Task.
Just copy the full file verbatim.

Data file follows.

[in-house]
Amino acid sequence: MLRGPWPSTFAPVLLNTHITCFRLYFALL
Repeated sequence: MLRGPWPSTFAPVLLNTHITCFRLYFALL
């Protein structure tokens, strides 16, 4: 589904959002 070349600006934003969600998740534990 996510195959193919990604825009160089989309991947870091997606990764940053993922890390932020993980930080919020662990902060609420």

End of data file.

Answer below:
[in-house]
Amino acid sequence: MLRGPWPSTFAPVLLNTHITCFRLYFALL
Repeated sequence: MLRGPWPSTFAPVLLNTHITCFRLYFALL
């Protein structure tokens, strides 16, 4: 589904959002 070349600006934003969600998740534990 996510195959193919990604825009160089989309991947870091997606990764940053993922890390932020993980930080919020662990902060609420």